Even Williams chuckled when some Carolina fans heckled reserve Wade Moody for airballing a 3-pointer in the game’s final minute.
Chaminade was hoping for a second upset after it beat Texas in the opening round of the tournament. It lost to Illinois on Tuesday.
North Carolina easily beat Mississippi State in the second round. It placed third in the tournament after winning the event in each of its last three appearances in 1999, 2004 and 2008.
“We didn’t get what we wanted out of the tournament because we wanted to win the tournament,” Williams said.
Marquette 72, USC 64
Jamil Wilson channeled his inner aloha spirit to lead Marquette to a strong finish Wednesday after a tough start to the Maui Invitational. But the Golden Eagles lost their leading scorer, Vander Blue, when he injured his knee late in the game.
Wilson turned in a colorful 19-point performance in Marquette’s 72-64 win over USC, making 7 of 9 field goals off the bench and throwing up Hawaii’s famous shaka sign each time he hit a 3-pointer.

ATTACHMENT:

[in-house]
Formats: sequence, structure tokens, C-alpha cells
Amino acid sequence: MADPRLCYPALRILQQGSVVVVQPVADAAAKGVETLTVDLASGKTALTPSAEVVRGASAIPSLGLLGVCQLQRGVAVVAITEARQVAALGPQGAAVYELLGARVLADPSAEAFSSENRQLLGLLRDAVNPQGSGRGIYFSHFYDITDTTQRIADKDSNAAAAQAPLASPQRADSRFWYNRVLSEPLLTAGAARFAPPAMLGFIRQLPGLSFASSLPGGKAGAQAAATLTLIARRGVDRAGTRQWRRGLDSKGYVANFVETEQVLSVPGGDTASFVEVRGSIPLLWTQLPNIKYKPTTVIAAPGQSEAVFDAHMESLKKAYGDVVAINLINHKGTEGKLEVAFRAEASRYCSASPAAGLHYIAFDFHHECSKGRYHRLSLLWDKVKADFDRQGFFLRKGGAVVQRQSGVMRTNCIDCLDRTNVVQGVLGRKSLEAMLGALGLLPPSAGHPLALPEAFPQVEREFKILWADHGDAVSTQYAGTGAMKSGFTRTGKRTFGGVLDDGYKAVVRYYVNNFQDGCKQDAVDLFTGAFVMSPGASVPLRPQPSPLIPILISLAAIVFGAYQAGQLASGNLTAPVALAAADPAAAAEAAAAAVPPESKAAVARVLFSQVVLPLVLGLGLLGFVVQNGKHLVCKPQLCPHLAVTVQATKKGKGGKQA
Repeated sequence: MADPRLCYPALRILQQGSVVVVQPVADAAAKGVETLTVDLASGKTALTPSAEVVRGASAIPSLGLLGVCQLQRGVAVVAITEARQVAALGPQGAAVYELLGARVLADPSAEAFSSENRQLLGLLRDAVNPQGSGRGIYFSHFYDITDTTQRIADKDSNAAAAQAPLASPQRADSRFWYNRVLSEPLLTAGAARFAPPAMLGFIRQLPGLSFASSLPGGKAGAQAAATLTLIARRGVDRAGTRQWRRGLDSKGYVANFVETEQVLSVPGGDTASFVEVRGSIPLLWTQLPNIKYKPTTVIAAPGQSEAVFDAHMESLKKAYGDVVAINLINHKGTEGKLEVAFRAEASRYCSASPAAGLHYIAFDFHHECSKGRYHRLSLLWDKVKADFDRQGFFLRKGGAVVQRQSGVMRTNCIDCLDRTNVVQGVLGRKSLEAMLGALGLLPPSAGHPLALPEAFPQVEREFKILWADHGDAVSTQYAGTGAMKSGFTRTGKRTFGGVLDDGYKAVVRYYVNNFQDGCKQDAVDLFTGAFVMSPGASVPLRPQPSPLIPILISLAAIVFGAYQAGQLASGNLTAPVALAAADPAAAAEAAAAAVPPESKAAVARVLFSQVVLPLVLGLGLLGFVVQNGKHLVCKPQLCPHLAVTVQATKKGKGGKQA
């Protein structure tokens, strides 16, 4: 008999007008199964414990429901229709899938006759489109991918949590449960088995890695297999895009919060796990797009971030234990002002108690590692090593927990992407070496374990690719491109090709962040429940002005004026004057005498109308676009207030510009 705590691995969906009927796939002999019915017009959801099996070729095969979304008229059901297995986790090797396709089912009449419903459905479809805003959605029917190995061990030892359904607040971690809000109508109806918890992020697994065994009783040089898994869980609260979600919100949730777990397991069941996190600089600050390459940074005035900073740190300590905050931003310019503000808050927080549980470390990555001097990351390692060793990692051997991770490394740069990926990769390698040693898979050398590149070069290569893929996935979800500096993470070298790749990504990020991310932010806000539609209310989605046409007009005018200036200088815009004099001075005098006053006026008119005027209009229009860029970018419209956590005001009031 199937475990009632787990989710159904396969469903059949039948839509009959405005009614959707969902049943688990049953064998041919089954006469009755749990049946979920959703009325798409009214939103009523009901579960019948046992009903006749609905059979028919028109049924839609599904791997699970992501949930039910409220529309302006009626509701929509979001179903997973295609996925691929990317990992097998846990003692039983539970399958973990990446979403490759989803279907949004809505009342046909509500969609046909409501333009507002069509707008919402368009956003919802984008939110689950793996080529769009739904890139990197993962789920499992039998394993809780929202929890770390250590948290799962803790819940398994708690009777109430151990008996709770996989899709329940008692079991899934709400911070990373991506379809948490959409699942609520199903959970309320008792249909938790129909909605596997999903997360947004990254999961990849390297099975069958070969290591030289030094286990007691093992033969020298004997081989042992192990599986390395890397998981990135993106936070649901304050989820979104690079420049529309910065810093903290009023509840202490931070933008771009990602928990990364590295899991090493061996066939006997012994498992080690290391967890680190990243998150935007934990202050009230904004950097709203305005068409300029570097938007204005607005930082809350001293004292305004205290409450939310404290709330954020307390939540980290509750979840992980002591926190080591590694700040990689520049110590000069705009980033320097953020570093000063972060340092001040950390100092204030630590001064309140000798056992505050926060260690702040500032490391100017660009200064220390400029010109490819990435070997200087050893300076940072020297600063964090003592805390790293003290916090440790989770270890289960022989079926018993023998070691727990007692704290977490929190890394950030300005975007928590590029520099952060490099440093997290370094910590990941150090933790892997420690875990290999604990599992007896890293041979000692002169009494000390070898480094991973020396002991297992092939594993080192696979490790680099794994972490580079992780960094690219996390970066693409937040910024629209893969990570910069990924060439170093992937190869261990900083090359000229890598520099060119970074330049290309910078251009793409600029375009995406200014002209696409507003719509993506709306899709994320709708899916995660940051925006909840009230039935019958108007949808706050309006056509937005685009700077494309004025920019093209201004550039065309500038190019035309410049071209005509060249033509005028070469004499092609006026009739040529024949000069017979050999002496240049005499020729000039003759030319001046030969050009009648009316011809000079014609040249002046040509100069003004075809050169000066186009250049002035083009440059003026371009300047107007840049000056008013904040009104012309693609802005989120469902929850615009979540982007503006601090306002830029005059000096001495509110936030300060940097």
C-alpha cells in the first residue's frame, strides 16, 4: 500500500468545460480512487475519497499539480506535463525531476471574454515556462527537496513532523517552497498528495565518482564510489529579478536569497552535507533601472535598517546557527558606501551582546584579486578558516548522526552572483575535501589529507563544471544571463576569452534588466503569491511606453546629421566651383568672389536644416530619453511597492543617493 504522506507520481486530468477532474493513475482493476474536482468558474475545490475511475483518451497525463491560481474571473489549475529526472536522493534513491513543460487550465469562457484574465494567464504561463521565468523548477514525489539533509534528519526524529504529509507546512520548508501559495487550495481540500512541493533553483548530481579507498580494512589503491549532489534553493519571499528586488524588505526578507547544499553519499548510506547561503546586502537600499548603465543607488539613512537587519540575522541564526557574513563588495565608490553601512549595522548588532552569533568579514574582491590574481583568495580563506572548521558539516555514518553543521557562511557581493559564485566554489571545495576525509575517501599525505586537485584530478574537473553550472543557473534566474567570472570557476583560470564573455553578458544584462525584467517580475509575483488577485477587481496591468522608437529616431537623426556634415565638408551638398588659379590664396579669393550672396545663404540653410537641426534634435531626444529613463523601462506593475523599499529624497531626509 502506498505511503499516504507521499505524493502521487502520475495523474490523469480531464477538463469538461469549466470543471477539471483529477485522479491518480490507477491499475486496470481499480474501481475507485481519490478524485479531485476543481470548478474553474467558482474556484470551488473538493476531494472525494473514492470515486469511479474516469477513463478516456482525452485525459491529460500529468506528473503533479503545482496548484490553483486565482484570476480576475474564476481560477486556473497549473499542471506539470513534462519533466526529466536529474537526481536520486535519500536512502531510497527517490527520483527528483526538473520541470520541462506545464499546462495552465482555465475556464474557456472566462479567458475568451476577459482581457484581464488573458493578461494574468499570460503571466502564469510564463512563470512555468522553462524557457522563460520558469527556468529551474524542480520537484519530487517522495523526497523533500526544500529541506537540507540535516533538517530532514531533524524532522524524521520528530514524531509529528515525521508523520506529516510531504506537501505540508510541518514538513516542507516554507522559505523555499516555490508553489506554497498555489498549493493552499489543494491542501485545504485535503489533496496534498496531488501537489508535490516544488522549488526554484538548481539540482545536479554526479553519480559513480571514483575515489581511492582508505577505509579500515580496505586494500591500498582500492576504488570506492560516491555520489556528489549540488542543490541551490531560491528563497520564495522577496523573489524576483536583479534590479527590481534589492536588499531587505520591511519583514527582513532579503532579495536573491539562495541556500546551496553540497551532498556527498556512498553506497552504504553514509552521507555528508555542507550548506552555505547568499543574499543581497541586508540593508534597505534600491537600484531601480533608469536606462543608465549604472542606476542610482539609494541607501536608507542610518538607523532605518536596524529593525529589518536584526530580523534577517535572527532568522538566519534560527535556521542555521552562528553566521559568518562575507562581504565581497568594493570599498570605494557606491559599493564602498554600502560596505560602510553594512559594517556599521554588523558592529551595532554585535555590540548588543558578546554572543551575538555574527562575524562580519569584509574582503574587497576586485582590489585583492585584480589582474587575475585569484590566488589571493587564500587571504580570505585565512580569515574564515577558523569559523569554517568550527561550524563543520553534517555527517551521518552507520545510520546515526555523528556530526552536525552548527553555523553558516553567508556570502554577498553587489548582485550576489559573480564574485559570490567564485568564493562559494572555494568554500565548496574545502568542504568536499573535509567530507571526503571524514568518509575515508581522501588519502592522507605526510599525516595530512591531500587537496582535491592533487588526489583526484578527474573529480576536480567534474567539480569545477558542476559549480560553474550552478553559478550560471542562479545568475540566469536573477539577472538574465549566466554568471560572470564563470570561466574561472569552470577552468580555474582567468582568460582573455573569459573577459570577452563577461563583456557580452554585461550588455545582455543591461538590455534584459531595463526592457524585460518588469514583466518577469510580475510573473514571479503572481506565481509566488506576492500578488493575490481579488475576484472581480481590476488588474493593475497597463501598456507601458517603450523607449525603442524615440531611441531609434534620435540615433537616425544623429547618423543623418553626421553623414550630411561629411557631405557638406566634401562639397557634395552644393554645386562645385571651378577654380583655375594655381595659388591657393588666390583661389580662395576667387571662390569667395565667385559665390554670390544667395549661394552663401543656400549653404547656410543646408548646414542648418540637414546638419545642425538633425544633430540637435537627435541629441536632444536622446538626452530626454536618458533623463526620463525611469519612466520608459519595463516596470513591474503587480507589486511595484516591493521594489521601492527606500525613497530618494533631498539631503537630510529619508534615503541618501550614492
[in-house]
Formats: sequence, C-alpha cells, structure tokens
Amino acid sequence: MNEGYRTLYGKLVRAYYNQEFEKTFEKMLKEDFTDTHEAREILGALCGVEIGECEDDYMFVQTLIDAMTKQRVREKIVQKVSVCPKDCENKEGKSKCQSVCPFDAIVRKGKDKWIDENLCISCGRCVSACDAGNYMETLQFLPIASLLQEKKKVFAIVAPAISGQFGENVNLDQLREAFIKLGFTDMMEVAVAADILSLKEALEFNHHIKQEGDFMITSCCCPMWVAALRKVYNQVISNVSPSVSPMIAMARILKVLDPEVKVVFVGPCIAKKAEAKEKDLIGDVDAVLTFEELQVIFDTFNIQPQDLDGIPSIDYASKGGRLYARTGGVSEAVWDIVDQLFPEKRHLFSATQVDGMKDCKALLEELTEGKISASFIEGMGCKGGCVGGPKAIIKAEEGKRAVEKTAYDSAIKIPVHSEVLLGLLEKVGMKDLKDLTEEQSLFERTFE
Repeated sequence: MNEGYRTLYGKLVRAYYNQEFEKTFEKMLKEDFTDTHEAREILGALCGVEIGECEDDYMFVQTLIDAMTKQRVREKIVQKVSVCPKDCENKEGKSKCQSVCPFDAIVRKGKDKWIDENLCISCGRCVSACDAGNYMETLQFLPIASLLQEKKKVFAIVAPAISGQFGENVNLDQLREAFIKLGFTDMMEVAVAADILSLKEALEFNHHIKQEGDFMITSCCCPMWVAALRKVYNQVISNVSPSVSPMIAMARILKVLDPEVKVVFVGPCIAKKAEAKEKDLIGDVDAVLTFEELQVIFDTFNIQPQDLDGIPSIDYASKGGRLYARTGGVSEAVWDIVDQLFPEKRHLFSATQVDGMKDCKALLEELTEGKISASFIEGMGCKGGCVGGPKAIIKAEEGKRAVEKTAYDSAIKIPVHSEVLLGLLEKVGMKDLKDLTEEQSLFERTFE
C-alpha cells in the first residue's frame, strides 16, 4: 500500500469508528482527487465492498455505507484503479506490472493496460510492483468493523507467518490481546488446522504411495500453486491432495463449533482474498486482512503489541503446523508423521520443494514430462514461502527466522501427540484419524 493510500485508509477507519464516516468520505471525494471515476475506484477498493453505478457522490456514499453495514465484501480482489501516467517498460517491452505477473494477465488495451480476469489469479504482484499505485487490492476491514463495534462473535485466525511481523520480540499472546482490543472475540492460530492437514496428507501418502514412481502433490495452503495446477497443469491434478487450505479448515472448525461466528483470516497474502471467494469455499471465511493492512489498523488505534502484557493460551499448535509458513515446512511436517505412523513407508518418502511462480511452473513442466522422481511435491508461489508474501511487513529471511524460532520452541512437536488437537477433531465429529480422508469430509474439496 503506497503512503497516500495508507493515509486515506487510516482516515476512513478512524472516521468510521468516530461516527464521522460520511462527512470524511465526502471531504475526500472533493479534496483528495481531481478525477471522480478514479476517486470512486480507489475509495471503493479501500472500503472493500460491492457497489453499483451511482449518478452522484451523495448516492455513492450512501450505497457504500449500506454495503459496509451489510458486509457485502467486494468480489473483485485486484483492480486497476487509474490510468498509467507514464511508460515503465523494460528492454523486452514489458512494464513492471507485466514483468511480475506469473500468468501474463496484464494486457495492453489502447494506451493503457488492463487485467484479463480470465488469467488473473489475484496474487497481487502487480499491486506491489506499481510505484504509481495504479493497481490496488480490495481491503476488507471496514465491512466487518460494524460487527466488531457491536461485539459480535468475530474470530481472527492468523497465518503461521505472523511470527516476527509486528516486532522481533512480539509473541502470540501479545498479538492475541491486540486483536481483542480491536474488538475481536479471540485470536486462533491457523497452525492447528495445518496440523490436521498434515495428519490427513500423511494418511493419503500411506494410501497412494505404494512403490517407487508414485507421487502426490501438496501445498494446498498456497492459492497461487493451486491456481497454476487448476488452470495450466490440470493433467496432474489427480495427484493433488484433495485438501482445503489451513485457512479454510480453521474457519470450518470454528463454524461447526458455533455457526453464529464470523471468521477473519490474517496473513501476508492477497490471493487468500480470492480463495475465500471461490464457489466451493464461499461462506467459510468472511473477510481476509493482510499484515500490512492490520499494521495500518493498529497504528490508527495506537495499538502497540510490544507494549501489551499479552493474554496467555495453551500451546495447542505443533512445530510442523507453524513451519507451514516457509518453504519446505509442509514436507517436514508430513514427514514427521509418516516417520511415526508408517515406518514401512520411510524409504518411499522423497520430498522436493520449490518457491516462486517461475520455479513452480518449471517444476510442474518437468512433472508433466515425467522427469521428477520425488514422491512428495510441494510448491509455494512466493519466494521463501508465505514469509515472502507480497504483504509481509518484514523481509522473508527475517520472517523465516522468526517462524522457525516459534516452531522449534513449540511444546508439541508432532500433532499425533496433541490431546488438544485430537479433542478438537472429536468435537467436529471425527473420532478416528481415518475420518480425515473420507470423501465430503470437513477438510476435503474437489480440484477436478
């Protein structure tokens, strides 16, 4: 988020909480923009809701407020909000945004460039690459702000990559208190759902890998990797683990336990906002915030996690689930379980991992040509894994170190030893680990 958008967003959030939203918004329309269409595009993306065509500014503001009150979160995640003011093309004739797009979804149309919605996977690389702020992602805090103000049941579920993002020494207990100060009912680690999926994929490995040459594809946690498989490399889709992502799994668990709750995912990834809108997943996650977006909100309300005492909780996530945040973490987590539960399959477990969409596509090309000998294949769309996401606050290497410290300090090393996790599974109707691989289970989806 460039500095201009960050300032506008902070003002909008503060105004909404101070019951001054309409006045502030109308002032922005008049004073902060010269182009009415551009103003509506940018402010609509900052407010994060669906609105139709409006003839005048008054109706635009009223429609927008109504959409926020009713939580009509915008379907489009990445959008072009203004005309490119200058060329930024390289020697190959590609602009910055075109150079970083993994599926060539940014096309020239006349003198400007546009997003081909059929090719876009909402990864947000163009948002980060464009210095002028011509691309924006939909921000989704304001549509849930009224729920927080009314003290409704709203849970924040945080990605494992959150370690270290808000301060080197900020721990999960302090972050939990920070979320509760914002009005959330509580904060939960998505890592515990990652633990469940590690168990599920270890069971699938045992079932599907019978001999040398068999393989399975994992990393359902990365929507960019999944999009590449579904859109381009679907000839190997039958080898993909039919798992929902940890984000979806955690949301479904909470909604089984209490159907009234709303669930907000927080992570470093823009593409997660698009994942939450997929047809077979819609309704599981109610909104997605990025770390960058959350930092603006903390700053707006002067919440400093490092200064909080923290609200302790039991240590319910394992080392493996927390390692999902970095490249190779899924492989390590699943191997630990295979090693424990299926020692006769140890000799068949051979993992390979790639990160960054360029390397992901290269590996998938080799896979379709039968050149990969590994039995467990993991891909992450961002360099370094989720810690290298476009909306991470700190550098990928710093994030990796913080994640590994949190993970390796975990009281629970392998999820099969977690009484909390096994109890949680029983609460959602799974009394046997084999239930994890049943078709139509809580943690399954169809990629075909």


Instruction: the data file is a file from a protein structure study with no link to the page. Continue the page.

Blue was injured late after scoring only six points despite taking the most shots on his team.
Marquette coach Buzz Williams said the team would try to figure out Blue’s injury in the hours after the game.
“The one doctor here said he didn’t tear his ACL — that it probably was twisted — but that’s not confirmed,” Williams said.
Blue averaged 19.5 points per game heading into the contest, scoring 21 against Butler in Marquette’s Maui opener and 18 against Mississippi State — both team highs. But he was just 3 for 11 from the floor against USC.
After being down 39-27 at halftime, J.T. Terrell made a 3-pointer to pull USC within one point with 14 minutes left. Wilson responded on Marquette’s next possession with a 3-pointer of his own from the top of the key, then stared into the crowd while skipping backward across the floor, waving his shaka sign in the air with his right hand. Wilson then rebounded USC’s next shot, starting a transition that led to a layup by Junior Cadougan and a 51-45 lead, sending Wilson and the traveling Marquette fans into screams.
The Trojans got no closer than six points after that.
“I think what was really working for us today was the penetrating and moving without the ball,” Wilson said.
Davante Gardner added 12 points for the Golden Eagles (4-1), Cadougan had 11 and Chris Otule scored 10.
J.T. Terrell had 21 points for USC (3-2). Byron Wesley added 12 points while Eric Wise had 11 points and nine rebounds.